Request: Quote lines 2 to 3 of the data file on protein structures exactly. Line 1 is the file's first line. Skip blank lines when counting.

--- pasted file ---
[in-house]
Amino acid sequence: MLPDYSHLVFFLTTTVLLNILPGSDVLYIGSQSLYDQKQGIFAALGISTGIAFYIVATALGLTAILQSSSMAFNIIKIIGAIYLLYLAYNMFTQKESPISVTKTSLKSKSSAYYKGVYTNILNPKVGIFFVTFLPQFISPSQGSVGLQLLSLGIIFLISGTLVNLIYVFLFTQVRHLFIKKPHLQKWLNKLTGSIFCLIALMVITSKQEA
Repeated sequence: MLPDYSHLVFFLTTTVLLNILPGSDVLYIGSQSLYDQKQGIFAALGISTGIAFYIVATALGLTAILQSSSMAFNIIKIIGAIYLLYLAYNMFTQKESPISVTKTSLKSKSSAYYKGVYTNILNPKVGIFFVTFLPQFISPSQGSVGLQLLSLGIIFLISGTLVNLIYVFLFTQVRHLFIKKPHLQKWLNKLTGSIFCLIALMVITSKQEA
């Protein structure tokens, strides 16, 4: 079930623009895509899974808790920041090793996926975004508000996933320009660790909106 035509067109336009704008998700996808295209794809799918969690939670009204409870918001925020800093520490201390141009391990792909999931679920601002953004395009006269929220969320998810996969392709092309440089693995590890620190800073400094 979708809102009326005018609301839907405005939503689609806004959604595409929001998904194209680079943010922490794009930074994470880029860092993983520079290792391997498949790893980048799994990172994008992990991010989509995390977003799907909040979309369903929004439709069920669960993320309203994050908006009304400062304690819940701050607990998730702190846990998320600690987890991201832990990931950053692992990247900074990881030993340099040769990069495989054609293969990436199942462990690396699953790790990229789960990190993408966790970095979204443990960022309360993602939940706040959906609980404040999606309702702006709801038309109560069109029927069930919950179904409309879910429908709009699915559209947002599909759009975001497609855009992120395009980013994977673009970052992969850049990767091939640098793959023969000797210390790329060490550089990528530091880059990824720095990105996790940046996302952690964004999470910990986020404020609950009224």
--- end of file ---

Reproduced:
Amino acid sequence: MLPDYSHLVFFLTTTVLLNILPGSDVLYIGSQSLYDQKQGIFAALGISTGIAFYIVATALGLTAILQSSSMAFNIIKIIGAIYLLYLAYNMFTQKESPISVTKTSLKSKSSAYYKGVYTNILNPKVGIFFVTFLPQFISPSQGSVGLQLLSLGIIFLISGTLVNLIYVFLFTQVRHLFIKKPHLQKWLNKLTGSIFCLIALMVITSKQEA
Repeated sequence: MLPDYSHLVFFLTTTVLLNILPGSDVLYIGSQSLYDQKQGIFAALGISTGIAFYIVATALGLTAILQSSSMAFNIIKIIGAIYLLYLAYNMFTQKESPISVTKTSLKSKSSAYYKGVYTNILNPKVGIFFVTFLPQFISPSQGSVGLQLLSLGIIFLISGTLVNLIYVFLFTQVRHLFIKKPHLQKWLNKLTGSIFCLIALMVITSKQEA